ISLAMABAD -  The Ministry of Finance on Wednesday claimed that incumbent government had achieved a remarkable economic turnaround in last four years due to economic reforms launched after assuming charge in 2013.

The ministry has issued detail statement on the economic situation soon after Finance Minister Ishaq Dar has written to Prime Minister Shahid Khaqan Abbasi seeking relief from his duties. Dar has requested for “Leave of Absence” in light of his health. Opposition political parties have criticised the economic situation due to the policies of Dar.

However, the ministry presented rosy picture, which has not mentioned the loan taken by the government during last year in its statement. The incumbent government had taken around $35 billion foreign loans during last four years in order to maintain its reserves and repay previous loans. About $17 billion of the total loans taken were utilised to repay the previous debt during last more than four years.

“The present government inherited a fragile economy characterised by low investments, high inflation, low GDP growth, high fiscal deficit, low Tax to GDP, low level of foreign exchange reserves and a looming external debt default with rising power sector circular debt and severe energy crisis,” said the ministry . However, due to the economic policies, the GDP growth had reached to 5.3 percent during last fiscal year, which is the highest in the last ten years. Tax-to-GDP ratio has increased from 10.1 percent in 2013 to 12.5 percent in 2017. Fiscal deficit has been reduced from 8.2 percent in 2013 to 4.6 percent in 2016. Fiscal deficit in FY17 increased to 5.8 percent. Fiscal deficit 2016-17 increased by 1.6percent of GDP (from 4.2percent to 5.8percent).

Major contributors were provincial deficit 0.9 percent, higher project aid 0.4 percent and lesser FBR revenue collection 0.5 percent of GDP. FBR tax collection registered a cumulative growth of 77 percent between FY2013-2017. Size of Development spending has increased by 300 percent in four years. Inflation has been brought down in the range of 4-5 percent in FY2017 from the average of 12 percent between 2008-2013. Policy rate is at a historic low of 5.7 percent down from 9.5 percent in FY2013. Pakistan’s foreign exchange reserves which were $11.02 billion while SBP reserves were $6 billion in June 2013, presently reserves are at a healthy level of about $19.8 billion with SBP reserves at $13.6 billion.

Current account deficit was recorded at $12.4 billion during FY17 as compared to $4.9 billion in FY16. It was mainly due to increase in imports of machinery, industrial raw material and petroleum products. These imports are enhancing productive capacity of the economy for higher output and exports in future. As for stagnancy in exports, it was largely due to global economic conditions, low commodity prices and severe bottlenecks in the energy and infrastructure sectors of the economy as well as adverse security conditions in the country. Workers' remittances which remained stagnant last year due to adverse economic conditions in the Middle East, stringent USA regulations and impact of Brexit, have returned to growth zone.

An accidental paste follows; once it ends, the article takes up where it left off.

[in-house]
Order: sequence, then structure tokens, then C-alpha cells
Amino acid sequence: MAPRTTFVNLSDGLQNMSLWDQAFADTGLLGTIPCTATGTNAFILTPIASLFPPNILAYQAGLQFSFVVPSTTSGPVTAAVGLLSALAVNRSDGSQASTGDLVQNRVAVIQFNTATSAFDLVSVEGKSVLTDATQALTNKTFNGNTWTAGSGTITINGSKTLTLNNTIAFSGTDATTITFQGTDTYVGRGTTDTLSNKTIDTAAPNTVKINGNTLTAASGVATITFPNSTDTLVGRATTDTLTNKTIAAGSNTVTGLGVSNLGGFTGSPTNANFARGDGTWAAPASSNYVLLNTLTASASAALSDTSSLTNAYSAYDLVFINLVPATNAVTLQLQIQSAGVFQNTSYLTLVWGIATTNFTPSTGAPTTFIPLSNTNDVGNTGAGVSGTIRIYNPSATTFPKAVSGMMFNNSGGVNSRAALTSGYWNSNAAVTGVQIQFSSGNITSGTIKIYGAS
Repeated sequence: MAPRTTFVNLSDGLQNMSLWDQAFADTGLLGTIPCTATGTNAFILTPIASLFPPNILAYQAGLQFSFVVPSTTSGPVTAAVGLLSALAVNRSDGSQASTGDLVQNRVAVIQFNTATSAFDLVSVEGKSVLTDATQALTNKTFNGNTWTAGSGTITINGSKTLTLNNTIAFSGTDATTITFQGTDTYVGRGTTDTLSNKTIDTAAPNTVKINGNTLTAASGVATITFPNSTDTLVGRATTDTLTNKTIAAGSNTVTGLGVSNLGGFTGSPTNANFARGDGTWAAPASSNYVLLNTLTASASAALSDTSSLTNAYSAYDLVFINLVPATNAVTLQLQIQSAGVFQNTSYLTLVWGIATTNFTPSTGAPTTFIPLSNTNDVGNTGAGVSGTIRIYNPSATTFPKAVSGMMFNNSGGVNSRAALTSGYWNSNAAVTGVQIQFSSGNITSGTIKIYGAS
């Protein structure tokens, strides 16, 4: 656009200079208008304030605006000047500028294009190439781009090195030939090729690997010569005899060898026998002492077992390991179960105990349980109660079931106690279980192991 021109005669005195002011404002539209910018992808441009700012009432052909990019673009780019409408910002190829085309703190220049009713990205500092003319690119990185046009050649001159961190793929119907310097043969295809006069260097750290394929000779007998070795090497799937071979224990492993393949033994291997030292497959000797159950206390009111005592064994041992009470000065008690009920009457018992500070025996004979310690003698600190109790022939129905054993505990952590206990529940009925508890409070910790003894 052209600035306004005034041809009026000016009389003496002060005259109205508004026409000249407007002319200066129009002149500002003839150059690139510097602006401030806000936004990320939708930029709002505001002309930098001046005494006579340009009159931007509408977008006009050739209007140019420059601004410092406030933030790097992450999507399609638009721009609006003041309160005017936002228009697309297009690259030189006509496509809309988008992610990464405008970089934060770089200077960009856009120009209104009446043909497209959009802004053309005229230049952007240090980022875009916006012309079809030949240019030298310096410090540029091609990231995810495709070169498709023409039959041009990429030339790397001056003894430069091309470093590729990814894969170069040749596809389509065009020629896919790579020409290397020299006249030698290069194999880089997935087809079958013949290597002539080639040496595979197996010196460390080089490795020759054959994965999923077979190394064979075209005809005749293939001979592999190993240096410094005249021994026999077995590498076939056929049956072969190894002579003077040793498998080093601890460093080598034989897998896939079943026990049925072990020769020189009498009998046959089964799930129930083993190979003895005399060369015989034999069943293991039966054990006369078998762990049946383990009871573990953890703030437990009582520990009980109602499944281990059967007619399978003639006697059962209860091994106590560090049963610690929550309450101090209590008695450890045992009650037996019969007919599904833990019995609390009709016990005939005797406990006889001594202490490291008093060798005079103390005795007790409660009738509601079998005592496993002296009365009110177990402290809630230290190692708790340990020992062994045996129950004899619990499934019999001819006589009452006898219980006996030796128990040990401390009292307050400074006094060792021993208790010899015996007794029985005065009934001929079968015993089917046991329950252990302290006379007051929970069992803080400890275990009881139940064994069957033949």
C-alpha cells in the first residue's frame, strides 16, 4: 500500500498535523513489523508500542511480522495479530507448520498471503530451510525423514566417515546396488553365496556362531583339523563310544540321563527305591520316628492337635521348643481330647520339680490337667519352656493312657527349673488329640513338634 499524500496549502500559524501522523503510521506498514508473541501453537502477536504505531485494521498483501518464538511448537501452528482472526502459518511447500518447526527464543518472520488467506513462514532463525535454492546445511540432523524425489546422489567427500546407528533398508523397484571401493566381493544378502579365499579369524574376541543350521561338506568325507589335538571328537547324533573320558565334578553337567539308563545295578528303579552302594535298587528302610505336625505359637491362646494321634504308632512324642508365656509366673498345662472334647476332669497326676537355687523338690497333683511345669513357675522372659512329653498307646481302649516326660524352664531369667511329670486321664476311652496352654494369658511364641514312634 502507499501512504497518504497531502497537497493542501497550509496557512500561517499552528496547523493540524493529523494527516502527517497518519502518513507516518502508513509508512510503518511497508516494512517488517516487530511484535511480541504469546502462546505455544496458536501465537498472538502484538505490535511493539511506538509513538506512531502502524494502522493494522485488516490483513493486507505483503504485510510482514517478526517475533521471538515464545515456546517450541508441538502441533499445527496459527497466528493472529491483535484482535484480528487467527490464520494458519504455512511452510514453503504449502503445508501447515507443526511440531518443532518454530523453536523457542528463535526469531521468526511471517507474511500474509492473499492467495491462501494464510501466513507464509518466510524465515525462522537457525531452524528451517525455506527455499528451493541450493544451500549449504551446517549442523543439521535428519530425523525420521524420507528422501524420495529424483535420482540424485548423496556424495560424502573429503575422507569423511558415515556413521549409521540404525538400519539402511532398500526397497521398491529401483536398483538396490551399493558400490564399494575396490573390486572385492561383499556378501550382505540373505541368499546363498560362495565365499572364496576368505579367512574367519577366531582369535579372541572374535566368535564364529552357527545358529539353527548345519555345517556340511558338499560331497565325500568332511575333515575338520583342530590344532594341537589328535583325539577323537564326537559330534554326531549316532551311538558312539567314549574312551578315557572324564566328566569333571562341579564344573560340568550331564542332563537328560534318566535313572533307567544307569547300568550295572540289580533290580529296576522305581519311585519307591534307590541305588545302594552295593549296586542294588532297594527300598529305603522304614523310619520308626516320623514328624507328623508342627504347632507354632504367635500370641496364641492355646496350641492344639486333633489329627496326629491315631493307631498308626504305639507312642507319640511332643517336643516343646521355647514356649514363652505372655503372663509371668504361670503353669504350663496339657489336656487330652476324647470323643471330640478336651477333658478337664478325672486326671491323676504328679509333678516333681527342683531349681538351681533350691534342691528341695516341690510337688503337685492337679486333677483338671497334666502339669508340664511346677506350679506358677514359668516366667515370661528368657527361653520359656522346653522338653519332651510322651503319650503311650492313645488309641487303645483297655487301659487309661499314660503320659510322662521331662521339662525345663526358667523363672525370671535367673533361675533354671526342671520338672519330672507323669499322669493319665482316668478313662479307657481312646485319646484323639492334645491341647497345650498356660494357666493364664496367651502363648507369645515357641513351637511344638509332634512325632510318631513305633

The security situation has significantly improved, uninterrupted energy is now being provided to the industrial sector and global economic outlook is positive. The government in January 2017 announced an export package of Rs180 billion which has started showing results. The government has also taken necessary policy measures to reduce import of non-essential products. Additionally, necessary measures for achieving increase in workers' remittances is also in progress.

GDP growth target for 2017-18 and beyond is above 6 percent per annum. Economic data for Q1FY18 (July-September) shows strong performance of the economy and reversal of some of the negative trends of past in external and fiscal situation. Exports, which registered a negative growth of 1.3percent in first half of 2016-17, have returned to growth zone. Exports during July-September FY18 posted a healthy growth of 12.4 percent as compared to the same period last year. Imports during first quarter increased by 25 percent; however, month-on-month basis growth in imports has begun to decelerate. Imports increased by 51.6 percent in July which decelerated to 9 percent in August and 22 percent in September. Workers' remittances have returned to growth zone showing an increase of 2.3 percent during July-October 2017. Current account deficit for the period July-October 2017 shows an improvement of 4 percent as compared to March-June period of last year. Evidently, the recent pressure on external account is transitory and is likely to peak out this year as various energy and infrastructure projects are completed by June 2018.

FDI inflow during July-October FY2018 was $940 million compared to $539 million during the same period last year, registering a massive growth of 74.4 percent. Tax revenue collection in Q1, 2017-18 increased by 20 percent. Fiscal deficit during Q1 stood at manageable level and was lower than the same period last year, signaling that fiscal consolidation is on track this year.

LSM growth during Q1, 2018 increased by 8.4 percent as against 1.8 percent last year. Increased manufacturing output is backed by low interest rate environment and low inflation. Cotton output this year is projected at 12.6 billion bales which is 17.8 percent higher than last year.

Clearly, the economic indicators for Q1FY2018 are reflecting strong performance of the economy and reversal of some of the negative trends which were witnessed in FY2017. More significantly, GDP growth target of 6 percent this year seems on track and may even be surpassed.